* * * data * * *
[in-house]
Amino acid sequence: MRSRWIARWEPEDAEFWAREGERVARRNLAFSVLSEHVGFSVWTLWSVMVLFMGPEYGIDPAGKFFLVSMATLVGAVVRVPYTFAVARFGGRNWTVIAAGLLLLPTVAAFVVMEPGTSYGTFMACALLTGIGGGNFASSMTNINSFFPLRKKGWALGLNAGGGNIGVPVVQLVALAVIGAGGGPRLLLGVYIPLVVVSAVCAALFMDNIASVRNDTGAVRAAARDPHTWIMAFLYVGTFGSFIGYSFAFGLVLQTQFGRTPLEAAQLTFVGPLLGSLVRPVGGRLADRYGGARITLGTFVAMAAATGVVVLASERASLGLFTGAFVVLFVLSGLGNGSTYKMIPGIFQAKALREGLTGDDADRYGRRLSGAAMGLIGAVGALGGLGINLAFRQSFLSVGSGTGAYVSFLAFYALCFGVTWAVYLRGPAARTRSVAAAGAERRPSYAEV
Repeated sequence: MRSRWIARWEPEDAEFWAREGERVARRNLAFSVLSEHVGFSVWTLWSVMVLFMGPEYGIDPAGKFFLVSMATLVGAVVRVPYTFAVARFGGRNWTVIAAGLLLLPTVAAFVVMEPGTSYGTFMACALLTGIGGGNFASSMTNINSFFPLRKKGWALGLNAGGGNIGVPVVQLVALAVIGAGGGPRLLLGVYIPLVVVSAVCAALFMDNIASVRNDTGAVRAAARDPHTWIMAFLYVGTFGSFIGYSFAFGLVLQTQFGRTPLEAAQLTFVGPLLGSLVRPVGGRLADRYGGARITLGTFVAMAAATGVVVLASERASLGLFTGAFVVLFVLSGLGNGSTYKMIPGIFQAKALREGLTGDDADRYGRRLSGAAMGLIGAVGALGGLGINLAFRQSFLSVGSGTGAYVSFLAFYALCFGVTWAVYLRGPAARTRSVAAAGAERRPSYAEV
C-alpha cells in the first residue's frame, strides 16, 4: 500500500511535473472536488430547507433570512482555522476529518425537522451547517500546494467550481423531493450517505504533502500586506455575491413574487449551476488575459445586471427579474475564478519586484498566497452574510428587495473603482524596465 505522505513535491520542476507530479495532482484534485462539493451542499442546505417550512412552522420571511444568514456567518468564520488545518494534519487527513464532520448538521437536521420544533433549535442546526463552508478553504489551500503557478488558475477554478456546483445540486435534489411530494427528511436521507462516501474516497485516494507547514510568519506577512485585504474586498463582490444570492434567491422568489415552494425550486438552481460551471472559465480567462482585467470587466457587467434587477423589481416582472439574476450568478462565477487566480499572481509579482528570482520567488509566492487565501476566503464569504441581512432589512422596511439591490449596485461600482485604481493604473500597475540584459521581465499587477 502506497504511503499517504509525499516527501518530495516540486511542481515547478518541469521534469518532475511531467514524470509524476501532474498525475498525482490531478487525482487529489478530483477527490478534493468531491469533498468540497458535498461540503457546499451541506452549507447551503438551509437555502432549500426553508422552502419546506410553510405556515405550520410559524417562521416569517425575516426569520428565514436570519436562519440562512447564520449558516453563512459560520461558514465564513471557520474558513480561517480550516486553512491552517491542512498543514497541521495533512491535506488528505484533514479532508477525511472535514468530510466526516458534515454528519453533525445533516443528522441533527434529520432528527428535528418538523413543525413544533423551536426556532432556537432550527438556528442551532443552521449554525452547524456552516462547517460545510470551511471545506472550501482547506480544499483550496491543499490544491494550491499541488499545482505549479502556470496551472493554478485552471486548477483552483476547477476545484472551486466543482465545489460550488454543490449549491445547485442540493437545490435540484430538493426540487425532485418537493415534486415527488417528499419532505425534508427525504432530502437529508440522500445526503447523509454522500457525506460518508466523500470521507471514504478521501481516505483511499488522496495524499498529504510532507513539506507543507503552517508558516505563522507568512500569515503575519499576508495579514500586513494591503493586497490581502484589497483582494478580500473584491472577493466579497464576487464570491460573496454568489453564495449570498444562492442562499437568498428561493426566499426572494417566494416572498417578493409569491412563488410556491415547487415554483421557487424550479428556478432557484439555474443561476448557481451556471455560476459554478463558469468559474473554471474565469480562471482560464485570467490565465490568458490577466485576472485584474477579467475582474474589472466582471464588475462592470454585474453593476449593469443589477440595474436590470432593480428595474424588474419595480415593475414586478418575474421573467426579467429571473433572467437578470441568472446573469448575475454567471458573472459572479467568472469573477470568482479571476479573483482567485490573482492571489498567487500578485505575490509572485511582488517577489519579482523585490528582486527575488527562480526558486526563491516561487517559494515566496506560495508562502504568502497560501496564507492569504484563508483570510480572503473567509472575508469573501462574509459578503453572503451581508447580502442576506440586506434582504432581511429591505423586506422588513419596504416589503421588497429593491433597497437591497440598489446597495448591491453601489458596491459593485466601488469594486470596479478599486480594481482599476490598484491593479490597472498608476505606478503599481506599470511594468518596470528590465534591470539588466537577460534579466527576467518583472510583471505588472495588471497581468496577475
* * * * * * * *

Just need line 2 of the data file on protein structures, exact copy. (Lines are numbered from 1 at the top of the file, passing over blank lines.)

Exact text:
Amino acid sequence: MRSRWIARWEPEDAEFWAREGERVARRNLAFSVLSEHVGFSVWTLWSVMVLFMGPEYGIDPAGKFFLVSMATLVGAVVRVPYTFAVARFGGRNWTVIAAGLLLLPTVAAFVVMEPGTSYGTFMACALLTGIGGGNFASSMTNINSFFPLRKKGWALGLNAGGGNIGVPVVQLVALAVIGAGGGPRLLLGVYIPLVVVSAVCAALFMDNIASVRNDTGAVRAAARDPHTWIMAFLYVGTFGSFIGYSFAFGLVLQTQFGRTPLEAAQLTFVGPLLGSLVRPVGGRLADRYGGARITLGTFVAMAAATGVVVLASERASLGLFTGAFVVLFVLSGLGNGSTYKMIPGIFQAKALREGLTGDDADRYGRRLSGAAMGLIGAVGALGGLGINLAFRQSFLSVGSGTGAYVSFLAFYALCFGVTWAVYLRGPAARTRSVAAAGAERRPSYAEV